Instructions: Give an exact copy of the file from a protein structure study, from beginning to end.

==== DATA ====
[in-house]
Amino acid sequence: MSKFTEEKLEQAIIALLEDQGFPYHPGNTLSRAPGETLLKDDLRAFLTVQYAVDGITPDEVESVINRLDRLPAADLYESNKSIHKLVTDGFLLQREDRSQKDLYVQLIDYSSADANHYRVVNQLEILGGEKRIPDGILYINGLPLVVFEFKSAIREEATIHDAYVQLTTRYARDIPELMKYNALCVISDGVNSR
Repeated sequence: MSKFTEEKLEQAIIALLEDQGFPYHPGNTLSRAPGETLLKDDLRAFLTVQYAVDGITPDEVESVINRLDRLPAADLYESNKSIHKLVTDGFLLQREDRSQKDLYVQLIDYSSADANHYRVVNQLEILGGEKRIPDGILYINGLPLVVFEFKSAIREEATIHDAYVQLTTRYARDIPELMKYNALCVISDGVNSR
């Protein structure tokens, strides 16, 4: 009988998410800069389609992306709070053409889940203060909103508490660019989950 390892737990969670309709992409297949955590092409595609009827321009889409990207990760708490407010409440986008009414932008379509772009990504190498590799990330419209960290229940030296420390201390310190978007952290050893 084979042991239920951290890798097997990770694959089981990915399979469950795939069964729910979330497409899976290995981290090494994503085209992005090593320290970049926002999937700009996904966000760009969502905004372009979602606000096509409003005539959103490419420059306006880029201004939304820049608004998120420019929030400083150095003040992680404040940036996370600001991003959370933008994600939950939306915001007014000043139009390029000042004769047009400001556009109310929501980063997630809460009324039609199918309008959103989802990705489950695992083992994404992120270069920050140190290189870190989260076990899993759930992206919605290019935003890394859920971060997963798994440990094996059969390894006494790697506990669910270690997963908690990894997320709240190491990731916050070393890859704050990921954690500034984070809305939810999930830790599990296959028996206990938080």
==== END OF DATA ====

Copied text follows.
[in-house]
Amino acid sequence: MSKFTEEKLEQAIIALLEDQGFPYHPGNTLSRAPGETLLKDDLRAFLTVQYAVDGITPDEVESVINRLDRLPAADLYESNKSIHKLVTDGFLLQREDRSQKDLYVQLIDYSSADANHYRVVNQLEILGGEKRIPDGILYINGLPLVVFEFKSAIREEATIHDAYVQLTTRYARDIPELMKYNALCVISDGVNSR
Repeated sequence: MSKFTEEKLEQAIIALLEDQGFPYHPGNTLSRAPGETLLKDDLRAFLTVQYAVDGITPDEVESVINRLDRLPAADLYESNKSIHKLVTDGFLLQREDRSQKDLYVQLIDYSSADANHYRVVNQLEILGGEKRIPDGILYINGLPLVVFEFKSAIREEATIHDAYVQLTTRYARDIPELMKYNALCVISDGVNSR
């Protein structure tokens, strides 16, 4: 009988998410800069389609992306709070053409889940203060909103508490660019989950 390892737990969670309709992409297949955590092409595609009827321009889409990207990760708490407010409440986008009414932008379509772009990504190498590799990330419209960290229940030296420390201390310190978007952290050893 084979042991239920951290890798097997990770694959089981990915399979469950795939069964729910979330497409899976290995981290090494994503085209992005090593320290970049926002999937700009996904966000760009969502905004372009979602606000096509409003005539959103490419420059306006880029201004939304820049608004998120420019929030400083150095003040992680404040940036996370600001991003959370933008994600939950939306915001007014000043139009390029000042004769047009400001556009109310929501980063997630809460009324039609199918309008959103989802990705489950695992083992994404992120270069920050140190290189870190989260076990899993759930992206919605290019935003890394859920971060997963798994440990094996059969390894006494790697506990669910270690997963908690990894997320709240190491990731916050070393890859704050990921954690500034984070809305939810999930830790599990296959028996206990938080």